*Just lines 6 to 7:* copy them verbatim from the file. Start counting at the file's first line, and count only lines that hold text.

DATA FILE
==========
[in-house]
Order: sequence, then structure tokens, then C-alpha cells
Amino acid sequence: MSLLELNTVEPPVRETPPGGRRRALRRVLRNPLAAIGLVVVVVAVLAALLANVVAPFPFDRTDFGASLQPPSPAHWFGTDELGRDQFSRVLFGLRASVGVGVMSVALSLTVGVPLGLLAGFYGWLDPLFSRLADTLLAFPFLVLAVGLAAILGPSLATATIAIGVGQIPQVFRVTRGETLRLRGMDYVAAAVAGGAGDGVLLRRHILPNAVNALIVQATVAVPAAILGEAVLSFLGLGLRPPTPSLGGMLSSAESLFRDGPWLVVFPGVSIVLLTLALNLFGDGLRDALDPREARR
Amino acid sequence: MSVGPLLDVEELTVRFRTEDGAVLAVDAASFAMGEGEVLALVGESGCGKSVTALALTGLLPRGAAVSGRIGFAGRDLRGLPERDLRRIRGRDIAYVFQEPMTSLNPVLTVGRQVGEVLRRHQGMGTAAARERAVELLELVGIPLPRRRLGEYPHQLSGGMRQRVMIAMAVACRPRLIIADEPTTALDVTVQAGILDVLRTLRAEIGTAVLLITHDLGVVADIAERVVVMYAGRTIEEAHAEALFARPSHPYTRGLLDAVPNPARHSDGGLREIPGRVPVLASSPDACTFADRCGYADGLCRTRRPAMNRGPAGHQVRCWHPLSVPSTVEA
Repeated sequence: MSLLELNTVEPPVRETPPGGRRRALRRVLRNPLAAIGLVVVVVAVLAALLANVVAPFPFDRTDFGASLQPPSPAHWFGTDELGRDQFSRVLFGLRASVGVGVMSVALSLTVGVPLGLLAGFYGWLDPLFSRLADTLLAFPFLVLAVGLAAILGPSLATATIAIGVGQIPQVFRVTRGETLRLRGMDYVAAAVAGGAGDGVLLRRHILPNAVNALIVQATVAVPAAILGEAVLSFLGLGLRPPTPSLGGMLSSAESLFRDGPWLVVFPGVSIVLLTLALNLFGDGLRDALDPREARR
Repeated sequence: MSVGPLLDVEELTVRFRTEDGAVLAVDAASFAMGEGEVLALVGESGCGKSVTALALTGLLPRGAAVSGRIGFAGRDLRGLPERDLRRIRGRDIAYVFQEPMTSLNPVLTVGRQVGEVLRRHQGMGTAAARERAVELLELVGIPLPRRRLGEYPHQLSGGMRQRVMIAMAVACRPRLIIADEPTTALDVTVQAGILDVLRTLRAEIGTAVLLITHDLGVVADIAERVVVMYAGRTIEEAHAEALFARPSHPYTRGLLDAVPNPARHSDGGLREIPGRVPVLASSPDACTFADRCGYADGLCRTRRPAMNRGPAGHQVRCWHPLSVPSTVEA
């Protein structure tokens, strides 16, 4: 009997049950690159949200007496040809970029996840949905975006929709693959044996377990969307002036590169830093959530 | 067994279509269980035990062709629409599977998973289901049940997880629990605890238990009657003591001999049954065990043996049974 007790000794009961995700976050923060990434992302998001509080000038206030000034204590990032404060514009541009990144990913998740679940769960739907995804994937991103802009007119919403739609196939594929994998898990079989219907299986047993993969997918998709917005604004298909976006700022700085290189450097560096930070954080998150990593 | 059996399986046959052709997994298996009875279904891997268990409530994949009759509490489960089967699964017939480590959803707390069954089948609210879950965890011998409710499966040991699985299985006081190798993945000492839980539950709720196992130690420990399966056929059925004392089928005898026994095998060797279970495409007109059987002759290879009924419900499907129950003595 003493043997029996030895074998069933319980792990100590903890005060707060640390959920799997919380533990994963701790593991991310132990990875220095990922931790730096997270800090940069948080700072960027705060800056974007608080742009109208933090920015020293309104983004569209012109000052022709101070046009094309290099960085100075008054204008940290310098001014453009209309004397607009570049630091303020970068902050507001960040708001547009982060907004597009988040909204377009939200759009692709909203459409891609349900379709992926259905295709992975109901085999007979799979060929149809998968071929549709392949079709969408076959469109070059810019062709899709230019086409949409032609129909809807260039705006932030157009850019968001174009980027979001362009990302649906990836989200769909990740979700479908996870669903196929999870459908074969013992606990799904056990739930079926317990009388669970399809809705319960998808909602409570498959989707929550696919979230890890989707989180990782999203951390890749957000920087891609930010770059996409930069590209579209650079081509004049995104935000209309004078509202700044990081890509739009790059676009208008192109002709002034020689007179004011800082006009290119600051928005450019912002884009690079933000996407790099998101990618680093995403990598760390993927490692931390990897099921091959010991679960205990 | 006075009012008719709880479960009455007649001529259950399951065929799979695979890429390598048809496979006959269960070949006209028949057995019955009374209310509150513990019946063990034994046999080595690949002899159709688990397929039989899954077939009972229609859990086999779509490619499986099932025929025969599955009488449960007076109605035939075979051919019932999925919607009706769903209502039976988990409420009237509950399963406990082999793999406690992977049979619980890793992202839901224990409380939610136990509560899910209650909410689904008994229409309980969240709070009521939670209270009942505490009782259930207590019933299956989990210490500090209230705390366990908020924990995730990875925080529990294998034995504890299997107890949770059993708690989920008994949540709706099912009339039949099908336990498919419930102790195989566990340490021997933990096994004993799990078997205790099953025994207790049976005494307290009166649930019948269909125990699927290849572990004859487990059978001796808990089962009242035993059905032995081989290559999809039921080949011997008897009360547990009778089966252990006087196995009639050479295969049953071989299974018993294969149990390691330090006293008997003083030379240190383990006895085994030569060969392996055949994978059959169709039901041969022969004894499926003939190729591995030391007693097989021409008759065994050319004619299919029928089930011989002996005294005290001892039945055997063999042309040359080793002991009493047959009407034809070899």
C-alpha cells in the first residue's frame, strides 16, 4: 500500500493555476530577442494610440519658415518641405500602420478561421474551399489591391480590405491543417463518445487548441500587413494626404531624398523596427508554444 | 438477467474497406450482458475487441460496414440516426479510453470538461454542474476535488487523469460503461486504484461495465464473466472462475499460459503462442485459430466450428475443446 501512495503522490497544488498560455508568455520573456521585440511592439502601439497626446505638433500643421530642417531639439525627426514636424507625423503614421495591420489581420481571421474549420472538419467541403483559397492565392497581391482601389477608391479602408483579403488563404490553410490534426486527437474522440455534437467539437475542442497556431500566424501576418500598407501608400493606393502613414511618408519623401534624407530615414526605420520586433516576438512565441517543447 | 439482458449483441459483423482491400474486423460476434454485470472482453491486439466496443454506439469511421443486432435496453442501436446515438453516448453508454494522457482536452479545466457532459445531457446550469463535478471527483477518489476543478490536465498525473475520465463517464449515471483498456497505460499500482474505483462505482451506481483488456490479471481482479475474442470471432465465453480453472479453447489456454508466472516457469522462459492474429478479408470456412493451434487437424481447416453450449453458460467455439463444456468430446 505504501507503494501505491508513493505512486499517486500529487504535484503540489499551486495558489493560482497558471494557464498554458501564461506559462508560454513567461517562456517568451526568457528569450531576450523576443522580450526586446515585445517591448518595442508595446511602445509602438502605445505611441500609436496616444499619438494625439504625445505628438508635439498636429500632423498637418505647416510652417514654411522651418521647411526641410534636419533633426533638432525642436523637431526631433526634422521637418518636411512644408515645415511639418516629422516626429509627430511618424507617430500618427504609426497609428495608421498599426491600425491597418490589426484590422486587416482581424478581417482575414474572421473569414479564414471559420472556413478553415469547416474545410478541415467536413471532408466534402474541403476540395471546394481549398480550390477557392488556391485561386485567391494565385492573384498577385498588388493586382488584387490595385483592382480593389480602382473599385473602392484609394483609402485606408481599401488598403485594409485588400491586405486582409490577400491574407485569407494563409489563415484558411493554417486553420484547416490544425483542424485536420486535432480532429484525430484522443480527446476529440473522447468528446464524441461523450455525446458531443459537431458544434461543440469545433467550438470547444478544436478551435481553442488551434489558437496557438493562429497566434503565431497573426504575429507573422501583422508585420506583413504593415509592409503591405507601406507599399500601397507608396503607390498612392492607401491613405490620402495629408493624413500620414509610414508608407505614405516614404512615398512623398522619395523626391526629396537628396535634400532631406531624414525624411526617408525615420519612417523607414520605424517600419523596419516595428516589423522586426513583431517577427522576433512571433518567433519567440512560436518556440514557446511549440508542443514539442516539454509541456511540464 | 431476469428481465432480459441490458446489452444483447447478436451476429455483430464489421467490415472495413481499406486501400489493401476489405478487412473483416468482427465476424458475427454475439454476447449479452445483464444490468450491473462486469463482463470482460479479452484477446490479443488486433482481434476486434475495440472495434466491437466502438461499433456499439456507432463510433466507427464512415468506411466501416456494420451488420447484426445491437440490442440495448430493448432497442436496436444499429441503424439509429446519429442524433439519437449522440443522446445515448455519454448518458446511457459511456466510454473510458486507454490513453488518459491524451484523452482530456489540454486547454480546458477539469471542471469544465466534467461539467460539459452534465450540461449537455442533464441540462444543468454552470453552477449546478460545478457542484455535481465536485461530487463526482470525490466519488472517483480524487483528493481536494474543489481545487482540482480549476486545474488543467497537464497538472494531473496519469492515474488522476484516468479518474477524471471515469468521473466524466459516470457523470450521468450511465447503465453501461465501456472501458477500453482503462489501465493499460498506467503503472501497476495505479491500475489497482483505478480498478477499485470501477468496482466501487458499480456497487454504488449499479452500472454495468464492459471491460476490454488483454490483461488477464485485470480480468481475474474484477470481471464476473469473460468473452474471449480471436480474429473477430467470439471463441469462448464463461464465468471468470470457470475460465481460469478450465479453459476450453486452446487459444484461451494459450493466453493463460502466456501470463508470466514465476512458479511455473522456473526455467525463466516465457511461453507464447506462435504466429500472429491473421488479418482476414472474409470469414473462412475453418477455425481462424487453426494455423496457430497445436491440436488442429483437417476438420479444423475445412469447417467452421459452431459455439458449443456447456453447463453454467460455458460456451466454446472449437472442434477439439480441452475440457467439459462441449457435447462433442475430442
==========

Repeated sequence: MSVGPLLDVEELTVRFRTEDGAVLAVDAASFAMGEGEVLALVGESGCGKSVTALALTGLLPRGAAVSGRIGFAGRDLRGLPERDLRRIRGRDIAYVFQEPMTSLNPVLTVGRQVGEVLRRHQGMGTAAARERAVELLELVGIPLPRRRLGEYPHQLSGGMRQRVMIAMAVACRPRLIIADEPTTALDVTVQAGILDVLRTLRAEIGTAVLLITHDLGVVADIAERVVVMYAGRTIEEAHAEALFARPSHPYTRGLLDAVPNPARHSDGGLREIPGRVPVLASSPDACTFADRCGYADGLCRTRRPAMNRGPAGHQVRCWHPLSVPSTVEA
């Protein structure tokens, strides 16, 4: 009997049950690159949200007496040809970029996840949905975006929709693959044996377990969307002036590169830093959530 | 067994279509269980035990062709629409599977998973289901049940997880629990605890238990009657003591001999049954065990043996049974 007790000794009961995700976050923060990434992302998001509080000038206030000034204590990032404060514009541009990144990913998740679940769960739907995804994937991103802009007119919403739609196939594929994998898990079989219907299986047993993969997918998709917005604004298909976006700022700085290189450097560096930070954080998150990593 | 059996399986046959052709997994298996009875279904891997268990409530994949009759509490489960089967699964017939480590959803707390069954089948609210879950965890011998409710499966040991699985299985006081190798993945000492839980539950709720196992130690420990399966056929059925004392089928005898026994095998060797279970495409007109059987002759290879009924419900499907129950003595 003493043997029996030895074998069933319980792990100590903890005060707060640390959920799997919380533990994963701790593991991310132990990875220095990922931790730096997270800090940069948080700072960027705060800056974007608080742009109208933090920015020293309104983004569209012109000052022709101070046009094309290099960085100075008054204008940290310098001014453009209309004397607009570049630091303020970068902050507001960040708001547009982060907004597009988040909204377009939200759009692709909203459409891609349900379709992926259905295709992975109901085999007979799979060929149809998968071929549709392949079709969408076959469109070059810019062709899709230019086409949409032609129909809807260039705006932030157009850019968001174009980027979001362009990302649906990836989200769909990740979700479908996870669903196929999870459908074969013992606990799904056990739930079926317990009388669970399809809705319960998808909602409570498959989707929550696919979230890890989707989180990782999203951390890749957000920087891609930010770059996409930069590209579209650079081509004049995104935000209309004078509202700044990081890509739009790059676009208008192109002709002034020689007179004011800082006009290119600051928005450019912002884009690079933000996407790099998101990618680093995403990598760390993927490692931390990897099921091959010991679960205990 | 006075009012008719709880479960009455007649001529259950399951065929799979695979890429390598048809496979006959269960070949006209028949057995019955009374209310509150513990019946063990034994046999080595690949002899159709688990397929039989899954077939009972229609859990086999779509490619499986099932025929025969599955009488449960007076109605035939075979051919019932999925919607009706769903209502039976988990409420009237509950399963406990082999793999406690992977049979619980890793992202839901224990409380939610136990509560899910209650909410689904008994229409309980969240709070009521939670209270009942505490009782259930207590019933299956989990210490500090209230705390366990908020924990995730990875925080529990294998034995504890299997107890949770059993708690989920008994949540709706099912009339039949099908336990498919419930102790195989566990340490021997933990096994004993799990078997205790099953025994207790049976005494307290009166649930019948269909125990699927290849572990004859487990059978001796808990089962009242035993059905032995081989290559999809039921080949011997008897009360547990009778089966252990006087196995009639050479295969049953071989299974018993294969149990390691330090006293008997003083030379240190383990006895085994030569060969392996055949994978059959169709039901041969022969004894499926003939190729591995030391007693097989021409008759065994050319004619299919029928089930011989002996005294005290001892039945055997063999042309040359080793002991009493047959009407034809070899």